The OTA went through all the facts, and found that Rolando was not fluent in English, was an absentee owner, and relied totally on Burger and Wiener. The judges produced Wiener’s UI benefit claim wherein he admitted in writing that he diverted funds and created phony invoices where payment went into a side company that he owned. The OTA also held that Rolando, in good faith, signed the quarterly sales tax returns that were prepared by Wiener for his signature. Taking all of this into consideration, Rolando Garcia was relieved of personal liability.
It is very important here to note how the EDD UI report was adopted by another taxing agency and used to arrive at a decision in favor of Rolando Garcia.
Another judge on the panel of judges, agreed that Rolando Garcia was neither responsible nor was his failure to pay willful. He did fault Rolando for being an absentee owner and not questioning the amount of sales stated on the quarterly returns.
The key point to the concurring opinion was the judge’s view of the burden of proof requirement. The majority of the judges stated that the burden of proof is measured by “the preponderance of the evidence.” This means that the burden is like a scale. There must be enough facts on one side to sharply tilt the scale one way or the other.
The concurring opinion, on the other hand, stated that the burden of proof test is “more likely than not” that Rolando Garcia knew that the corporation failed to pay its taxes and chose not to cause those taxes to be paid. So in this test, one side of the scale is slightly tilted one way or the other instead of a huge weight making the decision obvious in favor of assessment or relief.
In my opinion, the differences in the scale tests set forth in this case, are almost meaningless. I have had many CUIC § 1735 cases cross my desk and many IRS Trust Fund Recovery Penalty cases as well. I can also make the same observations about petitioning for Innocence Spouse Relief. The real tests are, “a huge amount of evidence in my client’s favor.” In order to win for my clients, I found that you cannot give the government any wiggle room to argue against you. I must paint them into a corner where they have no place to go but to grant my client relief. That’s the real world burden of proof.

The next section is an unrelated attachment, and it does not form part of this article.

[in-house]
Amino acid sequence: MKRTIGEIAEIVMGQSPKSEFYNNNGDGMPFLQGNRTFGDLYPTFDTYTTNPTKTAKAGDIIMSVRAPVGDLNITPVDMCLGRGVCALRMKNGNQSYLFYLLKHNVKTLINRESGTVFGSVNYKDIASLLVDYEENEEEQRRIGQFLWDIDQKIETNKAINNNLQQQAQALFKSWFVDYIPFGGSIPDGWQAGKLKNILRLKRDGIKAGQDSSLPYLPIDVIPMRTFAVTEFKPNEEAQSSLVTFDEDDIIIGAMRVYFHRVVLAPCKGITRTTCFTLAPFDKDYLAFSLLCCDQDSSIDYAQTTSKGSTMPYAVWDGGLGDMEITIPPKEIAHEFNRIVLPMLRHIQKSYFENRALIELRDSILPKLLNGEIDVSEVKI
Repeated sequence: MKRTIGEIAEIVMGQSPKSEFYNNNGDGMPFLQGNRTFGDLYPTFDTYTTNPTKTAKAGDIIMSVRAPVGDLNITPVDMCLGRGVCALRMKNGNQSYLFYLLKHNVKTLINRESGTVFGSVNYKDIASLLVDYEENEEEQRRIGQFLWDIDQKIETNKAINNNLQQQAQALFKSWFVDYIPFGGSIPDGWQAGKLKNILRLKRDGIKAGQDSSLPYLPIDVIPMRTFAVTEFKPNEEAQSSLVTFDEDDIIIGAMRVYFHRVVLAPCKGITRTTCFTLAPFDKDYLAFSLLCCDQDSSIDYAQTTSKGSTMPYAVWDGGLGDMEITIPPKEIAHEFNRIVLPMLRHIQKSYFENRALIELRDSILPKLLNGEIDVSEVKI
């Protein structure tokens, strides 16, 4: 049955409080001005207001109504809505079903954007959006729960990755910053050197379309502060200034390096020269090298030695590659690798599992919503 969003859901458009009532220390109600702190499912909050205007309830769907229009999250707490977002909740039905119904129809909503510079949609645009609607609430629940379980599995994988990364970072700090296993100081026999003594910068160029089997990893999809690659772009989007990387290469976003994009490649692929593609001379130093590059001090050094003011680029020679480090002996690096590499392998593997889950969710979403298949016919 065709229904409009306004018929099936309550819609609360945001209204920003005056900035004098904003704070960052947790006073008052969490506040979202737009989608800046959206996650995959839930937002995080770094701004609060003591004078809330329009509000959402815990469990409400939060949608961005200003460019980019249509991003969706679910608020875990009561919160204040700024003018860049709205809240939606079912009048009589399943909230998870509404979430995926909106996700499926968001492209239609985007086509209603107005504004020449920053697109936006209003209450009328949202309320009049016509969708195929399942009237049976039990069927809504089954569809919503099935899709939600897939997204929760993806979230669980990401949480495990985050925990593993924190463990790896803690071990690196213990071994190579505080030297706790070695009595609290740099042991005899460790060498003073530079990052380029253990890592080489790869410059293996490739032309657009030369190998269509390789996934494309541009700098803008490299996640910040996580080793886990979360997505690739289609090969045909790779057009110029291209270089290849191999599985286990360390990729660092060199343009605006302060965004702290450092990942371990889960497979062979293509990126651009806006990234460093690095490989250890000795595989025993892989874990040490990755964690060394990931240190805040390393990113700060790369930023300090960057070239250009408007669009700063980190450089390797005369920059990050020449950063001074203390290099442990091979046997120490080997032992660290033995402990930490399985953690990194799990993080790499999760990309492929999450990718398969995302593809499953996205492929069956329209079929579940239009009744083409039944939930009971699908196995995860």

Robert Schriebman has a successful practice in the Rolling Hills Estates area of Los Angeles County serving clients throughout California and the United States. He has successfully dedicated more than 40 years to helping individual taxpayers, business owners, CPAs, Enrolled Agents, and tax attorneys navigate the complicated tax systems of the federal and state governments. Mr. Schriebman is in private practice. He is not affiliated in any way with the EDD and he is not employed by the EDD or any other agency of the State of California.
Robert Schriebman has written the only 2 books ever published dealing with how California Employment Development Department (EDD) operates. See “California Tax Collection Practice and Procedures” and “California Taxation Practice and Procedure,” both published by Commerce Clearing House.
Robert Schriebman has written over 20 books including the major manual used nationally by practitioners and the IRS, “IRS Tax Collection Procedures – A Manual for Practitioners” published by Commerce Clearing House.
Robert Schriebman has written over 20 books including the major manual used nationally by practitioners and the IRS, “IRS Tax Collection Procedures – A Manual for Practitioners” published by Commerce Clearing House in addition to the only 2 books ever published dealing with how California Employment Development Department (EDD) operates. See “California Tax Collection Practice and Procedures” and “California Taxation Practice and Procedure,” both published by Commerce Clearing House.